Raising Awareness During National Suicide Prevention Month

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September is National Suicide Prevention Month, a campaign to promote suicide prevention and awareness. Mental health advocates, prevention organizations, survivors, and allied community members unite to spread a message of hope and healing for all those affected by suicide.

Suicide is death caused by self-injury made with fatal intent. A suicide attempt happens when someone makes the effort to end their life but survives despite their actions. Suicidal ideation refers to having thoughts and considerations or making a plan to attempt suicide. Suicide prevention and treatment is an important part of combatting the growing problem.

The statistics provide a sobering picture of how extensive the problem is. Rates increased 33% between 1999 and 2019 revealing the growth of the problem over time. A total of 47,511 people lost their lives to suicide in 2019, or 130 people every day of the year.

Suicide is the 10th leading cause of death for people of all ages in the United States. But it’s the second leading cause of death for adolescents and young adults between the ages of 10 and 34. Additionally, rates of suicide among males were 3.7 times higher than among females in 2019.

Suicidal ideation is another alarming statistic to look at. Not everyone who considers suicide acts on their thoughts. Suicide rates alone are shocking but the rates of those who think about it are even more distressing. 12 million adults in the U.S. reported having serious thoughts of suicide. Of those adults, 3.5 million made plans for an attempt and 1.4 million followed through on their plan.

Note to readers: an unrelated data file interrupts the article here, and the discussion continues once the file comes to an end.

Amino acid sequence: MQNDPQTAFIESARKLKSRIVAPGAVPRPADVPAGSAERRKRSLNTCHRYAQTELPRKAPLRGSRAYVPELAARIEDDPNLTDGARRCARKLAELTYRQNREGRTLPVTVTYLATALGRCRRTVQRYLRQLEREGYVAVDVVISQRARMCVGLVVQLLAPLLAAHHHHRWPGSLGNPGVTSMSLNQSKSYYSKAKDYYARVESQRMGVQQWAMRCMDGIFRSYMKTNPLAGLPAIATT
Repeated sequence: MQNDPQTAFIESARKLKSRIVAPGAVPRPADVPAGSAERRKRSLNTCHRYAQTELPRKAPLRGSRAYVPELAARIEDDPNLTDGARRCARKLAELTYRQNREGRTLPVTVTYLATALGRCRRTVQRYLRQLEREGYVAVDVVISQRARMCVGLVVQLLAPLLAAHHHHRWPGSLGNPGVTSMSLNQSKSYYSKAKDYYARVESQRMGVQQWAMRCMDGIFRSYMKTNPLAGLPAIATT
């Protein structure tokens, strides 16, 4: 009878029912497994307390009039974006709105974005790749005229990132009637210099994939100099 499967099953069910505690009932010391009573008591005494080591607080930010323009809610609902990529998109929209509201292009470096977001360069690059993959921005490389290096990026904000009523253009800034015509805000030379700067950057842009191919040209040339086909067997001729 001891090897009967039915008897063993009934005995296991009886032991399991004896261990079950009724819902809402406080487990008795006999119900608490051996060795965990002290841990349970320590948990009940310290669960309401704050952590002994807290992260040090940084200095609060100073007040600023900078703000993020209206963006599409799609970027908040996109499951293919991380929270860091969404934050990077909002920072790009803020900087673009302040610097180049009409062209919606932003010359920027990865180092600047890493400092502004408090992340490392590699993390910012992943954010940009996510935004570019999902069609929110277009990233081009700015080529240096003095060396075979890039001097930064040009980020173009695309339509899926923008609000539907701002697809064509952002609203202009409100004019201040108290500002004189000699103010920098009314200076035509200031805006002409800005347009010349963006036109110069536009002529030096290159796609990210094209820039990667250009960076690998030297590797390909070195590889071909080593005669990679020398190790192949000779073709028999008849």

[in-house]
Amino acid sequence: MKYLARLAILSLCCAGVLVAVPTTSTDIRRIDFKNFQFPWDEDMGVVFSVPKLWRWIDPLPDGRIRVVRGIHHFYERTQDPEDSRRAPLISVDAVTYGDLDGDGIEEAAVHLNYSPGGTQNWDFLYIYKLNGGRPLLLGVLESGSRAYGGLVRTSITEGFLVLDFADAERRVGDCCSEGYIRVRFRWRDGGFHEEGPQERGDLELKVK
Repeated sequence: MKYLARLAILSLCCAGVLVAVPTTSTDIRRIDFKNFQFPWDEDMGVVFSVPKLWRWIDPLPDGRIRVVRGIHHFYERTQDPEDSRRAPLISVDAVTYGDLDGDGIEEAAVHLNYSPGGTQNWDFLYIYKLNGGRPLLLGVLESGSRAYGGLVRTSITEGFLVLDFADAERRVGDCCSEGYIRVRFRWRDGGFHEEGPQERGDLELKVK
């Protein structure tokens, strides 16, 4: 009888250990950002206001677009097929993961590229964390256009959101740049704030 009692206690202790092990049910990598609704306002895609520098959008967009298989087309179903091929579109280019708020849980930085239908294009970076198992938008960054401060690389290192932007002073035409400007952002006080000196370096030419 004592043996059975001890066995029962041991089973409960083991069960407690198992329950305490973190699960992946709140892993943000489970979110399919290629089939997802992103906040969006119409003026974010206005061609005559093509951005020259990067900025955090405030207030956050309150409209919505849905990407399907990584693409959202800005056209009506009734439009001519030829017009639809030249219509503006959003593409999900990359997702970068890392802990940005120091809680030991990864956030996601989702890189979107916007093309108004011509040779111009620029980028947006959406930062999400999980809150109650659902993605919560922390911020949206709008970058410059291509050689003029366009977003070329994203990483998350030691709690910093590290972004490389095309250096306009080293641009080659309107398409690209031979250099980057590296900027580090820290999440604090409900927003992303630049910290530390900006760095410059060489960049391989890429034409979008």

Whether you’ve been personally affected by suicide or know someone who has, knowing more about suicide and its signs can help. What can you do within your community this September to increase awareness during Suicide Prevention Month?

Risk Factors

Suicide is a complicated and tragic condition, but suicide can be preventable when you know what to look for. Risk factors of suicide include things about a person or their environment that increase their chances of losing their lives to suicide.

How do you know whether someone is considering suicide? Many people suffer in silence and hesitate to let anyone know what’s going on in their minds. This aspect is a large part of why suicidal ideation is such a difficult condition to recognize at times. Still, effective suicide prevention seeks to look for risk factors and warning signs. These include:

  • Past suicide attempt(s)
  • Misusing or abusing alcohol or drugs
  • Social isolation
  • Mental illness (i.e., depression, anxiety, other mood disorders)
  • Chronic disability or disease
  • Knowing someone who lost their life to suicide (especially a family member)